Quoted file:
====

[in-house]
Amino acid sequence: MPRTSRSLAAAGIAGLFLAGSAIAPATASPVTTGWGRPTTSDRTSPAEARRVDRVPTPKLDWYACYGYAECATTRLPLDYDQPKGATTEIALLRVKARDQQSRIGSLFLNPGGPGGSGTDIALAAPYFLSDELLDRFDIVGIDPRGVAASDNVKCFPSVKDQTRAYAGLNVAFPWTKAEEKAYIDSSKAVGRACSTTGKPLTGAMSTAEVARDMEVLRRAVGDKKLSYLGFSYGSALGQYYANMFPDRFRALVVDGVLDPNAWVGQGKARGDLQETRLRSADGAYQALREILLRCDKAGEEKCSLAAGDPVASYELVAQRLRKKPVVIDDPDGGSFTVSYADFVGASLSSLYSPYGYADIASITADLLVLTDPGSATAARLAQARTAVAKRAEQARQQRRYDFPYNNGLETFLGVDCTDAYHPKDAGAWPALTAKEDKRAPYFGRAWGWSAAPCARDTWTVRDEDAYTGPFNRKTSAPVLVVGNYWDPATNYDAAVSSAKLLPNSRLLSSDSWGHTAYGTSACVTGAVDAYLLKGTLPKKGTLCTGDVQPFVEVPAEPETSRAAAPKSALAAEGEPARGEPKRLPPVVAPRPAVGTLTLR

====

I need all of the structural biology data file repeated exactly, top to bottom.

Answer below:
[in-house]
Amino acid sequence: MPRTSRSLAAAGIAGLFLAGSAIAPATASPVTTGWGRPTTSDRTSPAEARRVDRVPTPKLDWYACYGYAECATTRLPLDYDQPKGATTEIALLRVKARDQQSRIGSLFLNPGGPGGSGTDIALAAPYFLSDELLDRFDIVGIDPRGVAASDNVKCFPSVKDQTRAYAGLNVAFPWTKAEEKAYIDSSKAVGRACSTTGKPLTGAMSTAEVARDMEVLRRAVGDKKLSYLGFSYGSALGQYYANMFPDRFRALVVDGVLDPNAWVGQGKARGDLQETRLRSADGAYQALREILLRCDKAGEEKCSLAAGDPVASYELVAQRLRKKPVVIDDPDGGSFTVSYADFVGASLSSLYSPYGYADIASITADLLVLTDPGSATAARLAQARTAVAKRAEQARQQRRYDFPYNNGLETFLGVDCTDAYHPKDAGAWPALTAKEDKRAPYFGRAWGWSAAPCARDTWTVRDEDAYTGPFNRKTSAPVLVVGNYWDPATNYDAAVSSAKLLPNSRLLSSDSWGHTAYGTSACVTGAVDAYLLKGTLPKKGTLCTGDVQPFVEVPAEPETSRAAAPKSALAAEGEPARGEPKRLPPVVAPRPAVGTLTLR